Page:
One of the best-written pieces in the aftermath of the Paris attacks has not received significant exposure so far. It is a pity, because Shai Held’s 4 Mistakes To Avoid When Talking About Radical Islam goes right to the heart of how public dialogue on religious extremism should be handled. As Held indicates, “the public conversation about radical Islam is often tedious at best, and downright toxic at worst,” because, predictably, each side cares more about defending its own worldview than engaging in nuanced consideration of the problem posed by radical Islam (or any other religious extremism, for that matter). Both sides become entrenched in their opinions, something which isn’t helped by the nature of social media. Those with a positive view of Islam and Muslims are understandably inclined to distance ISIS and other expressions of extremism from Islam as practiced by millions. On the other side of the debate are those who are legitimately concerned with violent acts committed by Muslims in the name of Islam, but wildly exaggerate its role in Islam. Each view feeds on the other. How do we step out of yet another vicious circle of partisan strife and find effective solutions to the problem posed by radical Islam?
In facing the current moment, there are four pitfalls we must avoid. The first two, the mistakes of misguided liberals, are (1) denying that Islam has anything to do with ISIS, and (2) refusing to admit that Islam is in unique crisis. The latter two, the mistakes of reactionary conservatives, are (3) declaring that Islam is irredeemably evil, and (4) painting all Muslims with the same brush. All four of these illusions are appealing to some, but all are false, and ultimately noxious.
I highly recommend reading the rest of Held’s piece, it is a reasoned and reasonable response to a controversial topic that does not dismiss legitimate concerns on either side. Something rare indeed.
2 thoughts on “Four Mistakes to Avoid When Talking About Radical Islam”
The article hit on a point I really like:
Because it’s become popular in some circles to discuss religion like it’s just an add-on with little to no effect on a person’s life. A popular comment goes along the lines of ‘a person’s religion will be whatever that person brings to their religion.’ In other words, it doesn’t matter what religion you follow; they’re all equally impotent to influence human behavior.
That’s, frankly, silly, and I suspect the kind of comment popular if one has never seriously engaged with and/or befriended religious people. For better or worse, religion is *the* defining personal characteristic for many people. And I would include myself in that category. Another Catholic friend and I were talking the other day about how most Americans introduce themselves by their profession, since one’s profession ranks high in American interest, but if we really wanted to start a conversation with our most defining characteristic, we’d say we’re Catholic. Our religious beliefs are central to who we are and what we do.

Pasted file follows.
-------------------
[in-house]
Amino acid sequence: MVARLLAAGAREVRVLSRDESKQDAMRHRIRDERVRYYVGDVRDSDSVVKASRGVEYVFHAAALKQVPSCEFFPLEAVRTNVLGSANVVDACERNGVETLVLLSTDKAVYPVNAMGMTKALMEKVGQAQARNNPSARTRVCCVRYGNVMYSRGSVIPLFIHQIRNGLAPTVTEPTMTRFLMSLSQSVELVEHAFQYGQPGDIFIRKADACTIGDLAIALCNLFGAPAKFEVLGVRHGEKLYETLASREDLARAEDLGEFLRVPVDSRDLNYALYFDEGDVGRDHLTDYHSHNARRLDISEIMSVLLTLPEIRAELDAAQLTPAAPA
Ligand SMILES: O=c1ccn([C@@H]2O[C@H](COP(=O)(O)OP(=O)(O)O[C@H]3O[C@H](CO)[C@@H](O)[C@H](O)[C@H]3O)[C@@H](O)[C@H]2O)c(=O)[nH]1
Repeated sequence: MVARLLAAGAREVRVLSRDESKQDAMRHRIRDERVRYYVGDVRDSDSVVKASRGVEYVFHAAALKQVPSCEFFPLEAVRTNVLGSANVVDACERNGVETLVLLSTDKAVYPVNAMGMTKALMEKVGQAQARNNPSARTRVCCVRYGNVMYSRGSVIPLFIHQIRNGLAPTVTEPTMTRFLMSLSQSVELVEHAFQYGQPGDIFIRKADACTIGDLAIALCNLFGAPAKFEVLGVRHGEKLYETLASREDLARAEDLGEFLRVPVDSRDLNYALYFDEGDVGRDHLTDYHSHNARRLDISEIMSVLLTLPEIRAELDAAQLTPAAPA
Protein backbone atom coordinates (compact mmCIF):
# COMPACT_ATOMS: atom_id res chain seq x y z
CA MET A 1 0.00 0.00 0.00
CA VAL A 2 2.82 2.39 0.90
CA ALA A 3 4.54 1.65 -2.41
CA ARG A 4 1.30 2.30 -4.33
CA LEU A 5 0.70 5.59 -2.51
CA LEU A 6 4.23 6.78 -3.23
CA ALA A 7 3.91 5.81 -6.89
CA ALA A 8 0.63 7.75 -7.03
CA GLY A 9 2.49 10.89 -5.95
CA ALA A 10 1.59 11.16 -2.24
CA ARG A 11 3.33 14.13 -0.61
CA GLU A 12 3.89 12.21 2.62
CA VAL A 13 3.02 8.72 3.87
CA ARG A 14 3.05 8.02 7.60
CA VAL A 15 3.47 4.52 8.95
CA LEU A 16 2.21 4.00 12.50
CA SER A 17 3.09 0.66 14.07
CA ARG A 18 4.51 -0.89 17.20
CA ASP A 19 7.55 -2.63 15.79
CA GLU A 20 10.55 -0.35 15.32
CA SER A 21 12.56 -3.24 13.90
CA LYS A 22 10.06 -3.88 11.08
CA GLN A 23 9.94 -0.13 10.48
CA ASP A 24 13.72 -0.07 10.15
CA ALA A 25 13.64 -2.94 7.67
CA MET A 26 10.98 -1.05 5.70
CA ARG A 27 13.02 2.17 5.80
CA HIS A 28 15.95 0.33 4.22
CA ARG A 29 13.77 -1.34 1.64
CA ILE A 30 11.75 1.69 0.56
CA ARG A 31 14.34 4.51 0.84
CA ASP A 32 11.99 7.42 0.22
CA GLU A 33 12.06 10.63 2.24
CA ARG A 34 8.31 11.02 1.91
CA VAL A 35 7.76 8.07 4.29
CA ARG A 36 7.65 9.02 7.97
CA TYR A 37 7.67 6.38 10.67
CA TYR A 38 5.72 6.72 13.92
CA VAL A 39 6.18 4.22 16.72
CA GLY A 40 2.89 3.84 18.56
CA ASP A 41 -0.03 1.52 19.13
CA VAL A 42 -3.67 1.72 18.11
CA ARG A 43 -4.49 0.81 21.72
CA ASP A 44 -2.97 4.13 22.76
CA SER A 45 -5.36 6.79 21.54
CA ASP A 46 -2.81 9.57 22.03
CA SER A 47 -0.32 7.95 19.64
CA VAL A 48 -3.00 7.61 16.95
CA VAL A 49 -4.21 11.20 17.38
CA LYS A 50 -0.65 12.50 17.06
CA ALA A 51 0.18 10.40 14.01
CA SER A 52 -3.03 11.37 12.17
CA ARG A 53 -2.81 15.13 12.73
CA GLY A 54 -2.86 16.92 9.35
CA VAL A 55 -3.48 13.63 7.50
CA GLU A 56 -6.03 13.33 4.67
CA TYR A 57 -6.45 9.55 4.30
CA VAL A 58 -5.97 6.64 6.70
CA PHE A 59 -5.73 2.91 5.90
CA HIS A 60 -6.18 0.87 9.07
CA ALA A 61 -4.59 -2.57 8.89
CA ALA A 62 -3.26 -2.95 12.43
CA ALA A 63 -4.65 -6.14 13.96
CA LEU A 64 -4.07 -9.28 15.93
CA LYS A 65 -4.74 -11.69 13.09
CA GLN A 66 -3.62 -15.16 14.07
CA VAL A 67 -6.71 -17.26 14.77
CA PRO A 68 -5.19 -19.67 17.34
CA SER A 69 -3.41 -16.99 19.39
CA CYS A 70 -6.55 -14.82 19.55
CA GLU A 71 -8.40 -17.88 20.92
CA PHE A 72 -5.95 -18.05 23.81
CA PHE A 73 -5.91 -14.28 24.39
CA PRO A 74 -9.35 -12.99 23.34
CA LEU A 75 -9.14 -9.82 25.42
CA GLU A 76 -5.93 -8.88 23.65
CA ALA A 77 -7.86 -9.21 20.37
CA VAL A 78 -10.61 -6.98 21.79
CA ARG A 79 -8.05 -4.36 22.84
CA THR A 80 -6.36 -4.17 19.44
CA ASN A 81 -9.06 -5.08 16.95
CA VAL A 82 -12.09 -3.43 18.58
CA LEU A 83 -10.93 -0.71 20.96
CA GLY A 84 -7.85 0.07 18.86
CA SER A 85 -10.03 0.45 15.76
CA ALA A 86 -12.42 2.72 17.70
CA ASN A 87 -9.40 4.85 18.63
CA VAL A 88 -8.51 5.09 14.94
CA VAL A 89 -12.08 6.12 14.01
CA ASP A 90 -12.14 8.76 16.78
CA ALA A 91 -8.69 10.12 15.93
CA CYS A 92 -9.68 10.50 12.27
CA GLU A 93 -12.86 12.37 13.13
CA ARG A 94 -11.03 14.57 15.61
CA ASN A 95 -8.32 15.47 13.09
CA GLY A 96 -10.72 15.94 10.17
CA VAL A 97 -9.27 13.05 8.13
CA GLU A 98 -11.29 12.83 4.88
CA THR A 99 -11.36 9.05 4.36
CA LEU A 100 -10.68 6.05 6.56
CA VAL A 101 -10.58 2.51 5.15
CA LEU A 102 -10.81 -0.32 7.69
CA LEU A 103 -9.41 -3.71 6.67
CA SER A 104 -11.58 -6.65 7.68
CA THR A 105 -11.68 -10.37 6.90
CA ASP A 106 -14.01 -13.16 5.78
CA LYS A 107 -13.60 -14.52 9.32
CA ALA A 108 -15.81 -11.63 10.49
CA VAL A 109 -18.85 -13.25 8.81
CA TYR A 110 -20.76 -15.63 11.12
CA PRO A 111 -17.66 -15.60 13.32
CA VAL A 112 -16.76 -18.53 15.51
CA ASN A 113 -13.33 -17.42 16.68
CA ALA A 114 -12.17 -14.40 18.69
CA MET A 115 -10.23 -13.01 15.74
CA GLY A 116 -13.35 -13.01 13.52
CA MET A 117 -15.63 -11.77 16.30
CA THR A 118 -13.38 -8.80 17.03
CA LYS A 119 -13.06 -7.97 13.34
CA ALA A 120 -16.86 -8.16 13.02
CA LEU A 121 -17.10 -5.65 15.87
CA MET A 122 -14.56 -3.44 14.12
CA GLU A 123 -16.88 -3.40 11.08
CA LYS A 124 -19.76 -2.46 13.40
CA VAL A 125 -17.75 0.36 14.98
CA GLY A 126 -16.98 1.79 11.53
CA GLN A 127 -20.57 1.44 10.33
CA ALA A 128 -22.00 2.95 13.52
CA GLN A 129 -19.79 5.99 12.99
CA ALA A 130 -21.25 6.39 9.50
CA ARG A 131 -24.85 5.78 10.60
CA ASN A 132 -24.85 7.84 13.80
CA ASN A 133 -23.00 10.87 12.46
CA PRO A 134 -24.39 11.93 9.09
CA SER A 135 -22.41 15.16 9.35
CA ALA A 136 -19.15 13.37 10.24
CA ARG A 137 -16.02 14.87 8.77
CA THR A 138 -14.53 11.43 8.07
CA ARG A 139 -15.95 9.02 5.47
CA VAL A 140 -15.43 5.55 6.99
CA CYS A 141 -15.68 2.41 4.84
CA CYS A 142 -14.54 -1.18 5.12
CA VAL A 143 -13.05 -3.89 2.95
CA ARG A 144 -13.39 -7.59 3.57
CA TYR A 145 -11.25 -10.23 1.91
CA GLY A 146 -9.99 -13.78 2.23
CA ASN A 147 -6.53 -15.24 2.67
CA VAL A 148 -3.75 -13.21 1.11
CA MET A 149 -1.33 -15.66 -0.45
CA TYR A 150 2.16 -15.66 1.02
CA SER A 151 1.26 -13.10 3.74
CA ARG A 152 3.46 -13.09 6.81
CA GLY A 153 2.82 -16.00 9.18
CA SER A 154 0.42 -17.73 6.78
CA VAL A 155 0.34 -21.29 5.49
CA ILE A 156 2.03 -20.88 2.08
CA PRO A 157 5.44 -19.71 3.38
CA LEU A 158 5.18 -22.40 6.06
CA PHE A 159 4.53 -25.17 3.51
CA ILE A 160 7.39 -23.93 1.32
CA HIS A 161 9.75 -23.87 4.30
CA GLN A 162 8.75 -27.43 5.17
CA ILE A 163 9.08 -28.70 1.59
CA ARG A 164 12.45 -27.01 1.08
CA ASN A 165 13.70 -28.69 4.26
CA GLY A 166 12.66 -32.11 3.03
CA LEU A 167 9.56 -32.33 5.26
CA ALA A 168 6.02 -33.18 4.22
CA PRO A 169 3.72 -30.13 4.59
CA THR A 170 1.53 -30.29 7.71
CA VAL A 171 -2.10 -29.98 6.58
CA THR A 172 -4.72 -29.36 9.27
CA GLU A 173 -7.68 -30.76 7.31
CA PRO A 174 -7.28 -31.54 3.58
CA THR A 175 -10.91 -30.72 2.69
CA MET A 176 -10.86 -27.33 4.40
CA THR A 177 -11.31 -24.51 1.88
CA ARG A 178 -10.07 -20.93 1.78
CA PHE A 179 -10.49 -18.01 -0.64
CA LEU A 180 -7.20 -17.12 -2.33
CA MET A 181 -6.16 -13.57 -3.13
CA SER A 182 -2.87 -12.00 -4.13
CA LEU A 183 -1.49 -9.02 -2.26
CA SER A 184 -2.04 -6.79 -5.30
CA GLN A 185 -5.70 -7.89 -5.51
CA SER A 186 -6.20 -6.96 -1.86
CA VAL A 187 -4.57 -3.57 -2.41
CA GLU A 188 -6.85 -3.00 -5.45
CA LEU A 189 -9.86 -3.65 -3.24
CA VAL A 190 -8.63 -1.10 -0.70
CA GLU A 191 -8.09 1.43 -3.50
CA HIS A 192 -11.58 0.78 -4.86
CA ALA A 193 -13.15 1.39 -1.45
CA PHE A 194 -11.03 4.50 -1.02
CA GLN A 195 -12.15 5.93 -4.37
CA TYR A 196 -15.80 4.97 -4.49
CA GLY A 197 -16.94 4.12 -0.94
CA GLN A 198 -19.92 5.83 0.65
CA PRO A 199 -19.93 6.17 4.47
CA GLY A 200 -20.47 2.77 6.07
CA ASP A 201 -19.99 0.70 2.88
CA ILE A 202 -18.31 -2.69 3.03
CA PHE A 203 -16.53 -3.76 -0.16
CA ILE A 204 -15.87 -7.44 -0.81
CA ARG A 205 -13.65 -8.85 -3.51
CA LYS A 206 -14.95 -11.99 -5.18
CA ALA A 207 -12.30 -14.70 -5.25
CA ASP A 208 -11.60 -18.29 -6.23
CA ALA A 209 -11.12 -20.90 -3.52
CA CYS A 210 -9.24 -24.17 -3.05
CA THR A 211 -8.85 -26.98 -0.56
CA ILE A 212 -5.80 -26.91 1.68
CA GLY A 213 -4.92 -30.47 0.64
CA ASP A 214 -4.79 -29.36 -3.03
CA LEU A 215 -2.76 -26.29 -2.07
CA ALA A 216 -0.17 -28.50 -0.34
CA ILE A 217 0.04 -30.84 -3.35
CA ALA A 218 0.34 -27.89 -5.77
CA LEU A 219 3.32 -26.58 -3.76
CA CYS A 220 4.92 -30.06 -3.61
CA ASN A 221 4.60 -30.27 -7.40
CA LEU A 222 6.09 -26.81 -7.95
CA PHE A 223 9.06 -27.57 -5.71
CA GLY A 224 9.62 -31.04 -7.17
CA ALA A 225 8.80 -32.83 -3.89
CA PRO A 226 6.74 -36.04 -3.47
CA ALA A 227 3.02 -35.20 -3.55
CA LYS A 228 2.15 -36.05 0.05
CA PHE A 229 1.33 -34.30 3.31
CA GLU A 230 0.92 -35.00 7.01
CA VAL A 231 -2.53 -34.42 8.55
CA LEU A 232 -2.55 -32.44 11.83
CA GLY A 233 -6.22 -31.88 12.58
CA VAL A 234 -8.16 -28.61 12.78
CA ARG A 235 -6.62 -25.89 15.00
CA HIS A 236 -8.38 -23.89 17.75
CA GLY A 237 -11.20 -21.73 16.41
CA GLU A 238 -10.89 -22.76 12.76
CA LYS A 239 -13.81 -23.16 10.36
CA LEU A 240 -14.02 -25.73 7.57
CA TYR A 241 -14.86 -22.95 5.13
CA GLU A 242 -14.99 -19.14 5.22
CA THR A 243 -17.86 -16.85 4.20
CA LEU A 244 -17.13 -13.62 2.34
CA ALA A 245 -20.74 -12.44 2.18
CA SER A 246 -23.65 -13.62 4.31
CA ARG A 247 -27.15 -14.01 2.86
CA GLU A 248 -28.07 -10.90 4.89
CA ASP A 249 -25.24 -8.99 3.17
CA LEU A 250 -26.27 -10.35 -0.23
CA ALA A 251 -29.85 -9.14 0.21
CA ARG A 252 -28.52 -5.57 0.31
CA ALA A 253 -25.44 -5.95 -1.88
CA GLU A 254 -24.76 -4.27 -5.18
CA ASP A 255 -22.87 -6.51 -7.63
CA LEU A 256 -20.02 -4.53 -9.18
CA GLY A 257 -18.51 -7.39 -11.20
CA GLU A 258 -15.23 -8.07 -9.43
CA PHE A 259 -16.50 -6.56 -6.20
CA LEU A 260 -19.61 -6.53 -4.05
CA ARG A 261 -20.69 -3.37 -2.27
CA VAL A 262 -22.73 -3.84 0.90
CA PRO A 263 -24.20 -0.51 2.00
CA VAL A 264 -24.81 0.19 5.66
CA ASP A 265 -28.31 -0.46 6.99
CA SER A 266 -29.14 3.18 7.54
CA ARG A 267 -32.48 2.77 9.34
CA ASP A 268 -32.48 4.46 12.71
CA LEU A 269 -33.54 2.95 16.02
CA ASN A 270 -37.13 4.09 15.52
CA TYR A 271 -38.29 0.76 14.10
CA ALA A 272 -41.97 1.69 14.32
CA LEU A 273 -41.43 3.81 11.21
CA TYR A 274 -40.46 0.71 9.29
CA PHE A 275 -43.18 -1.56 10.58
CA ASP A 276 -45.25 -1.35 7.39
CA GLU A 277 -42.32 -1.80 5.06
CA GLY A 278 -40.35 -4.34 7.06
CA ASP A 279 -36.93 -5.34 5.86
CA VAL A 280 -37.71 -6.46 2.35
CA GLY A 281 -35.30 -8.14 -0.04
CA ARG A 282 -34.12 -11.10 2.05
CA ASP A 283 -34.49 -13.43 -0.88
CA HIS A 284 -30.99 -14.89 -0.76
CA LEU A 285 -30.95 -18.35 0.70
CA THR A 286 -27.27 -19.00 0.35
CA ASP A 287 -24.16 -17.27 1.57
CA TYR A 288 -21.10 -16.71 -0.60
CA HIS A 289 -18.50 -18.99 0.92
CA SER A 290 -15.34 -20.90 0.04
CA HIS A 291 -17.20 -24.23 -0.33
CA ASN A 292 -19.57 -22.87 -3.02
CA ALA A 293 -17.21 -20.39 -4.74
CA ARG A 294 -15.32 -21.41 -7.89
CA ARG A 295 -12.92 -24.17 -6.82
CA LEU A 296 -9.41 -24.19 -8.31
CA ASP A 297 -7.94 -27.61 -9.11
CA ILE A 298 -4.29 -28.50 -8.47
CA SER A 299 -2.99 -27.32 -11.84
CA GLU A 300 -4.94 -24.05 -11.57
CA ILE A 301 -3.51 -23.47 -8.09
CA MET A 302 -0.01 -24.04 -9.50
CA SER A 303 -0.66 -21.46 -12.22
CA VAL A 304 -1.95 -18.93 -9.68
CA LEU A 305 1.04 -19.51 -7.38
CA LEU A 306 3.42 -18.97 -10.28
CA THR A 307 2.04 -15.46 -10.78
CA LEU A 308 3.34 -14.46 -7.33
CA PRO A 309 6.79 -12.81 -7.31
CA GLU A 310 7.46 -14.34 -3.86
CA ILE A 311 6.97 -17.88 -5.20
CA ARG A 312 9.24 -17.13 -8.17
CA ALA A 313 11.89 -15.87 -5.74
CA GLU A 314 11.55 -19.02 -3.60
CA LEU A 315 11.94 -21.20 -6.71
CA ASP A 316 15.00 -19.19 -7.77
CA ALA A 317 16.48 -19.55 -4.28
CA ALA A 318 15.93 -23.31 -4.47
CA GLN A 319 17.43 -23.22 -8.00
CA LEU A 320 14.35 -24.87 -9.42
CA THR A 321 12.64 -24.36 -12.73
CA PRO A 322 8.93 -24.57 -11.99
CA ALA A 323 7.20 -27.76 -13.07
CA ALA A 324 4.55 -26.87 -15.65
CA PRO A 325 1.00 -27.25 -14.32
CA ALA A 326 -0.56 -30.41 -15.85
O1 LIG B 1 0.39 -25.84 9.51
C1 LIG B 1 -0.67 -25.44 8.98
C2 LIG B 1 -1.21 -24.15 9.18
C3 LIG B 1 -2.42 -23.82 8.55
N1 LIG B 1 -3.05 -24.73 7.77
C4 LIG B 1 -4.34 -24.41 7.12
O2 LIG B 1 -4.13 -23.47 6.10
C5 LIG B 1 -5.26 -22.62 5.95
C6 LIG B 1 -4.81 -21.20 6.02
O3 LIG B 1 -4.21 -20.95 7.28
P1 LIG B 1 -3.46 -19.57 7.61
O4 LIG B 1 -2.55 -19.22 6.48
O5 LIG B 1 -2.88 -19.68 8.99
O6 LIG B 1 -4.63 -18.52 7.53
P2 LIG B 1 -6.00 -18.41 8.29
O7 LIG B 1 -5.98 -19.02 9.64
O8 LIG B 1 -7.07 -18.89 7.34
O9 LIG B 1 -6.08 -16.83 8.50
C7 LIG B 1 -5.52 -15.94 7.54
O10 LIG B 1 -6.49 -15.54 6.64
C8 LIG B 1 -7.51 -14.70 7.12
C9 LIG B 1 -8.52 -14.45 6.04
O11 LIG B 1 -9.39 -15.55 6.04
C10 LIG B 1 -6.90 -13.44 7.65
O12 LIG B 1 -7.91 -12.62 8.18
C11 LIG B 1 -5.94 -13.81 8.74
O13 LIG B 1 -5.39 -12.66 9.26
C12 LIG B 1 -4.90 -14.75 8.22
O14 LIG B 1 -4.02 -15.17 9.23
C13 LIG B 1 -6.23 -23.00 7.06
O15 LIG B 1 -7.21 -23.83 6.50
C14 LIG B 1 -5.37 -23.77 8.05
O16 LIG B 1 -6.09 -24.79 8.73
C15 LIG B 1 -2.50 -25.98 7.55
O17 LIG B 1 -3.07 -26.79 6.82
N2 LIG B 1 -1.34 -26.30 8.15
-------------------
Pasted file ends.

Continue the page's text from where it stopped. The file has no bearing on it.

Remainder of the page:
As a recent convert/returnee to religion, I can also say from personal experience that, if you at least try to take your religion seriously (no promises about success on my end), religious teachings will displace personal preferences, not the other way around. To give a short and frank description, I’ve had plenty of people I’ve wanted to tell to fuck off since I became a Christian. But I don’t, because I know that’s not something Jesus would do (barring an incident in the Temple…). Blessed are the peacemakers. And the funny thing is that, while at first this process is conscious and quite painful, over time the process becomes easier and subconscious. Nowadays I just don’t get angry in the first place, rather than having to put out the fire of anger after it has started. This change in personal behavior is a direct result of the religion I follow. If I followed a religion that praised telling people to get bent or simply didn’t comment, I’d still be doing that, because that’s what I wanted to do in the absence of any belief compelling me to do otherwise.
To bring these wandering comments back to the article, the result is precisely what Held describes: Instead of superficially dismissing religion as irrelevant to this discussion, we have to engage seriously with the content of the individual religion in question. Is this a valid interpretation of this religious tradition? Or is it an invalid permutation? A comment on the article hit on another point I’ve had in my mind for a while:
Which is the exact observation I’ve made about Islam (as well as other decentralized religions/sects) in the past. Lacking a single central authority to declare what is or isn’t a valid expression of a religion makes dealing with groups like ISIS more difficult.
Also, there’s something funny in discussing religion where people seem to think you either have to view a religion as perfectly fine or hate it. And that implied dichotomy can make my life rather difficult, because I actually have a high opinion of Islam and many of its adherents, but I also have issues with some of its teachings and early history, and depending on whether I’m discussing what I like or what I dislike, people can walk away thinking I’m an apologist for Islam or a hater. So then I just have to give the full picture every time I discuss Islam, which results in long posts that few want to read.
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